Contemplating love, loss, and mortality
If you are kissing your child or wife, say that it is a human being [a mortal] whom you are kissing, for thus when they die, you will not be disturbed. — Epictetus
This is of the most notorious passages in the ancient Stoic literature. It comes from the famous Encheiridion or Handbook (§ 3). Epictetus intended his advice to be taken literally, as basic psychological training for the students of Stoicism he was addressing.
He means that we should silently remind ourselves of the fact, when kissing our loved ones, that they are mortal. Nothing about them is immune to change, and eventually they’re going to die.
Based on his comments elsewhere, incidentally, it seems unlikely that he meant we should expect not to be disturbed at all by the loss of a loved one. Rather he’s advising his students on how to increase their emotional resilience to loss by reducing their sense of attachment, within certain bounds.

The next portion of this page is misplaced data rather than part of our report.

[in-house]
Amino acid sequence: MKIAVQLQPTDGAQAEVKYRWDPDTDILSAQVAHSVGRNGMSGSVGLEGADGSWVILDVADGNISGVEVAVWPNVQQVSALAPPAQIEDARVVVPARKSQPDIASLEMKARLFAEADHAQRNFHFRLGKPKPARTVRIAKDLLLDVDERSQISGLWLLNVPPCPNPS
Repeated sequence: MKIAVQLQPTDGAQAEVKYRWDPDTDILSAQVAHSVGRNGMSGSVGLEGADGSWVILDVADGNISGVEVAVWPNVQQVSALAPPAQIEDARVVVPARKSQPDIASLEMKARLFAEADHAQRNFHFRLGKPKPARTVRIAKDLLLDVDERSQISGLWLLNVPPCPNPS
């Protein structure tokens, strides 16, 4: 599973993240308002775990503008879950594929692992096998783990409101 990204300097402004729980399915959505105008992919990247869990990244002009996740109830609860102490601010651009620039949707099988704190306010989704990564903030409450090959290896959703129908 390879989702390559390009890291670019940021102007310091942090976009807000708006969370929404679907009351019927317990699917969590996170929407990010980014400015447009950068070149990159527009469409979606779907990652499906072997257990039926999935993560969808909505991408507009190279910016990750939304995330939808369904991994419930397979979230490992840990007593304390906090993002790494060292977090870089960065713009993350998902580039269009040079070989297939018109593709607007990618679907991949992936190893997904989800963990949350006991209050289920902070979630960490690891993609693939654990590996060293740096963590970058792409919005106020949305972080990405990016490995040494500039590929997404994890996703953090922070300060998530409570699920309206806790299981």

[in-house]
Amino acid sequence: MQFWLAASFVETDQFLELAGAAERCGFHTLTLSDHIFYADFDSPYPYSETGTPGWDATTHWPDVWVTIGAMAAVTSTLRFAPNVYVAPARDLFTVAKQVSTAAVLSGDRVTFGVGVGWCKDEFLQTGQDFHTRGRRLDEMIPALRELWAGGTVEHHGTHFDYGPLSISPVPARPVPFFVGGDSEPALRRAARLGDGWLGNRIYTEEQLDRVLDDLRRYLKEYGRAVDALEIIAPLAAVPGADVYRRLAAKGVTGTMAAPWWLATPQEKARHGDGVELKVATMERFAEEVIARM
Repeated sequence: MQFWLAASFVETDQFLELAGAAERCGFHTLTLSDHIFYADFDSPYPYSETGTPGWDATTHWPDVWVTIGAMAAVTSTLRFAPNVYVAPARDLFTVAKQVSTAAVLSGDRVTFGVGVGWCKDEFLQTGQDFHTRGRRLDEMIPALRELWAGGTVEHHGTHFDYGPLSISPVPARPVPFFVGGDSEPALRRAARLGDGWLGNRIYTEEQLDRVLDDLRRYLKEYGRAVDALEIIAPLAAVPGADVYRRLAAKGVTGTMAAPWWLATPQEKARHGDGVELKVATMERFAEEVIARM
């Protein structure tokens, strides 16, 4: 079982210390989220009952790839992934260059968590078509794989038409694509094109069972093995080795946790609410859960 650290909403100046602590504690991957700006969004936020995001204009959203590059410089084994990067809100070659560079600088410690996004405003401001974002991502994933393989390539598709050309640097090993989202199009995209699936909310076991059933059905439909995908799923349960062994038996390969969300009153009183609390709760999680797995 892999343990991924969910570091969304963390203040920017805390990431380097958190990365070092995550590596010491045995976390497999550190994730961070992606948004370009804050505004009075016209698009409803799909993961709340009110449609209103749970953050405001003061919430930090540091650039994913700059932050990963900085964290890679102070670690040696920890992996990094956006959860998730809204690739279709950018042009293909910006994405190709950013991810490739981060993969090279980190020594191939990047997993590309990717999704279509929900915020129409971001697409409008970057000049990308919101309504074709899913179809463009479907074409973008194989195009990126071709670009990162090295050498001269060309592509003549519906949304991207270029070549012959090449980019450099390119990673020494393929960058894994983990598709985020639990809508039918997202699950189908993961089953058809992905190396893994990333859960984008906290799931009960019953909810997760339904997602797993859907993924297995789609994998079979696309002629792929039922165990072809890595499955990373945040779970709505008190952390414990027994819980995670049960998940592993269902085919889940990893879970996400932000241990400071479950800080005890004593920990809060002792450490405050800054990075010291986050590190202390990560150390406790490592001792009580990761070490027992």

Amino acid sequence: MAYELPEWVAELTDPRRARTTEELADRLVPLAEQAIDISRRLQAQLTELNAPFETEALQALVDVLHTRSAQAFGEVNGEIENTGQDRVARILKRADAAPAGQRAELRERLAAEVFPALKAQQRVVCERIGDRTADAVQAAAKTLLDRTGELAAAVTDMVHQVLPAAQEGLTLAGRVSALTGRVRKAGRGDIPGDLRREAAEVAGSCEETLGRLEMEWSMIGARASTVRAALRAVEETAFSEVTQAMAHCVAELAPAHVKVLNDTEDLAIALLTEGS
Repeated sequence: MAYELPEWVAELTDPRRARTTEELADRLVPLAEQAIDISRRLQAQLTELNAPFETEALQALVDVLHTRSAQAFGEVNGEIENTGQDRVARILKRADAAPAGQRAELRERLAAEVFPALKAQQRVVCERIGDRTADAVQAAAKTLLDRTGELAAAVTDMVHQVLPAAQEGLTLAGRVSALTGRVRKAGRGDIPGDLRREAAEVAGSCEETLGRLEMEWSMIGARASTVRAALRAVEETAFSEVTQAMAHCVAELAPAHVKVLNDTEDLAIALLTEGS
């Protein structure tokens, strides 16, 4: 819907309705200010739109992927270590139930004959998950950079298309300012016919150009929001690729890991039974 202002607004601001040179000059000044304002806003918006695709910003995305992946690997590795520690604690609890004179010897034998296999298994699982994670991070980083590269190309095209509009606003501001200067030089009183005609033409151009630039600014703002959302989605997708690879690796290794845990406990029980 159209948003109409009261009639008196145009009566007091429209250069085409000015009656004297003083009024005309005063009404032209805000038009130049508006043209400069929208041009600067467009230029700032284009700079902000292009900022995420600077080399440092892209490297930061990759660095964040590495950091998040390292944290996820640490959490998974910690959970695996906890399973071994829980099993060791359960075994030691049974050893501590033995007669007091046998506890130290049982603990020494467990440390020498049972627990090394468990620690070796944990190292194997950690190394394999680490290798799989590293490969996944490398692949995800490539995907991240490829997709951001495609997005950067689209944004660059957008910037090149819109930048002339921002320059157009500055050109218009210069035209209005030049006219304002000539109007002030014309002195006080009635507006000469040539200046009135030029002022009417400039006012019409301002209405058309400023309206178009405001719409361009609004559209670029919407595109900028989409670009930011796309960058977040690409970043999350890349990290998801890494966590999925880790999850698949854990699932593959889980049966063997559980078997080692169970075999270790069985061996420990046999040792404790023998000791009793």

In the same passage, he explains that this strategy should be applied in a very general way to anything we love or find pleasurable. We should pause to consider its true nature, avoid adding strong value judgements or emotive language, and just stick to the facts. We should love in accord with reason, by being brutally honest with ourselves. The facts are that the character of our loved ones may change over time, and one day they will be no more.
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